Novels

Published August 29th, 2013

Moment d’un couple (Couple Mechanics)

He’s a journalist, helps out around the house, and is deeply invested in his role as a father. The years before she married him were filled with chaos, but now she’s an engineer at a large information technology company. Being a modern woman doesn’t keep her from holding onto romantic illusions, though, and when Olivier tells his wife that he’s recently started having an affair, Juliette’s entire universe is turned upside down.

“She couldn’t accept that this was happening to her now. To her. Adultery. The very word conjured bourgeois dramas or fusty vaudeville acts.”

The novel explores the risks of life as a couple, the ebb and flow of desire, the contradictions of a certain feminism, and the brutality hidden within each one of us.

What is a couple? Will Juliette and Olivier’s survive betrayal? Uncompromising but not without humor, the author’s quick style brings us back and forth between Juliette’s point of view and Olivier’s, sweeping us up into a vertiginous rise and fall of situations and emotions that keeps readers holding their breath until the last page.


“An actress and screenplay writer, Nelly Alard made a strong impression with her first novel, Le crieur de nuit (Gallimard 2010, also in Folio). Now she has returned with a book more ambitious and accomplished still, Moment d’un couple, (...) With rare precision and masterful technique, Moment d’un couple is one of the high points of the French literary season.” (Alexandre Fillon, Livres Hebdo) Read the article

Le Crieur de Nuit (The Night Crier) Published April 2010


Addressed to her dead father, this is the lyrical, dark and humorous attempt of a daughter to come to terms with the man who raised her even as he constantly put her down, in so many abusive words.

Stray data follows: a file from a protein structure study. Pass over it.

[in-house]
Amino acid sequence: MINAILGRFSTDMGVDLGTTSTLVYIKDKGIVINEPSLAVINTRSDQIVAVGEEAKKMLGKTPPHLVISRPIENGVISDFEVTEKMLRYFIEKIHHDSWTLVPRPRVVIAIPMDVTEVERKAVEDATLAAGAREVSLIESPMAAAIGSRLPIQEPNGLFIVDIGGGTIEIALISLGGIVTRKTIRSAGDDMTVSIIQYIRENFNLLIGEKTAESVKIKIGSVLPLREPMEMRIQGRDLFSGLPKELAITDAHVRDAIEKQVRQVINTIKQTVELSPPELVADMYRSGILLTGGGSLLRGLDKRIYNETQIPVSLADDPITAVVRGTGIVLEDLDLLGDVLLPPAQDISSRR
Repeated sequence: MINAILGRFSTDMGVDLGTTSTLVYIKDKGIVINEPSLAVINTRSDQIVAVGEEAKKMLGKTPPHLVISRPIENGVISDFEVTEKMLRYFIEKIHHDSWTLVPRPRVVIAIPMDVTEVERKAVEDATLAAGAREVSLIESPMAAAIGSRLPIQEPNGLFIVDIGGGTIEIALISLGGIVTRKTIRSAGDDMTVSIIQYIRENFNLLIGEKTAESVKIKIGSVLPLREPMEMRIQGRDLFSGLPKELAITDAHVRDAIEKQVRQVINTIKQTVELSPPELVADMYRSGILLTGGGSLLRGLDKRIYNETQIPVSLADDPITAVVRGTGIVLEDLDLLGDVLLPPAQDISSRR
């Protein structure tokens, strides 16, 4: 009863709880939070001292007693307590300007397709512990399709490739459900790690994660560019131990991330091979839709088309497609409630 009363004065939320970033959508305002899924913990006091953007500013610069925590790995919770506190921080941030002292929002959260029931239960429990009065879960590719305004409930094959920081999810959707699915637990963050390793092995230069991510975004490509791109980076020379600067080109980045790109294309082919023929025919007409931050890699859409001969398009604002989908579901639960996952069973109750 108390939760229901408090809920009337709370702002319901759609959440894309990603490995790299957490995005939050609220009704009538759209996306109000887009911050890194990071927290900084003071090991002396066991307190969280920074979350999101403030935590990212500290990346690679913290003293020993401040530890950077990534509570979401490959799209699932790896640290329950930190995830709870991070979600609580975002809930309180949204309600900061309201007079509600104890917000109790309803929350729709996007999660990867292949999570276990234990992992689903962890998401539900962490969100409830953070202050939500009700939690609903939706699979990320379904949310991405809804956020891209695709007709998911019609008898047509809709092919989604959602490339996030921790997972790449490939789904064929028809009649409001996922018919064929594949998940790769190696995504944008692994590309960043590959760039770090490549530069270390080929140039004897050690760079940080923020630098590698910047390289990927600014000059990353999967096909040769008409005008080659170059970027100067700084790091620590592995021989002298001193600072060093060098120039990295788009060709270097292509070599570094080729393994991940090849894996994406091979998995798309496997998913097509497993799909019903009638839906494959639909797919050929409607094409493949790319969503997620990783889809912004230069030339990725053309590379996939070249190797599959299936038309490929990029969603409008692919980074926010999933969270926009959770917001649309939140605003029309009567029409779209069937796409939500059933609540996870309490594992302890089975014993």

Sophie returns home to Brittany after the death of her tyrannical father to help her mother and siblings prepare for his funeral. Over the course of one week spent planning and attending the funeral, she relives her tormented childhood, and narrates the day-to-day preparations for the funeral, which often approach hilarity. As the days go by and the funeral preparations proceed, she comes to terms with what it means that this man has died, and slowly regains her taste for life.

Alard writes “without putting gloves on,” she explains, saying the things that are true but that one is not supposed to say aloud. The narrator is not supposed to say that she is relieved that her father is dead, but she does. People from Brittany shouldn’t say they hated growing up there because it rained all the time, but she does. Children shouldn’t draw a blank trying to think of kind things to say about their late father, but that is what happens. A wife caring for her husband through thirty years of Parkinson’s is not supposed to admit that she sometimes felt like leaving him on the floor, or that she let him wander the yard holding a dangerous power tool, but that is the truth.

The geographical, sociological, and historical context of Brittany, as one interviewer at Le Télégramme put it, is another character in the novel. Alard chose to ground the family’s story in a very specific place and time as a way to approach the familiar theme of family relationships in an original way, without clichés. The family’s history, the Breton traditions and separatist movement, the gravelly language Sophie hears throughout her childhood but never understands, fishing, the rivalry between Bretons from the north and those from the south; all of these things make up the world which shapes and holds the story. Of particular importance are the mystical beliefs surrounding death in Breton culture, illustrated by the numerous excerpts written by Anatole Le Braz in the late nineteenth century, interspersed in the text, and which form a kind of macabre chorus to this story.

Le Crieur de Nuit in the press:

“We are stunned by this first novel.”
Jacques-Pierre Amette, Le Point

“A searing book.”
Eric Neuhoff, Le Figaro Madame

“Black humor, killer style.”
Jérôme Garcin, Le Nouvel Observateur

“A healthy lust for life.”
Isabelle Lortholary, Elle

“Original and captivating.”
François Lestavel, Paris-Match

“A dark comedy...Enthralling.”
Bernard Pivot, Le JDD

“After the death of her tyrannical father, a young woman regains her taste for life. Both compelling and playful, Nelly Alard’s writing is striking in its tempestuous rhythm.”
Marine Landrot, Télérama

Prix Roger-Nimier 2010
Prix National de littérature du Lions Club 2011
Prix « Un livre, une commune » de Combs-la-Ville 2011
Prix des audiolecteurs de la Ville de Nantes 2011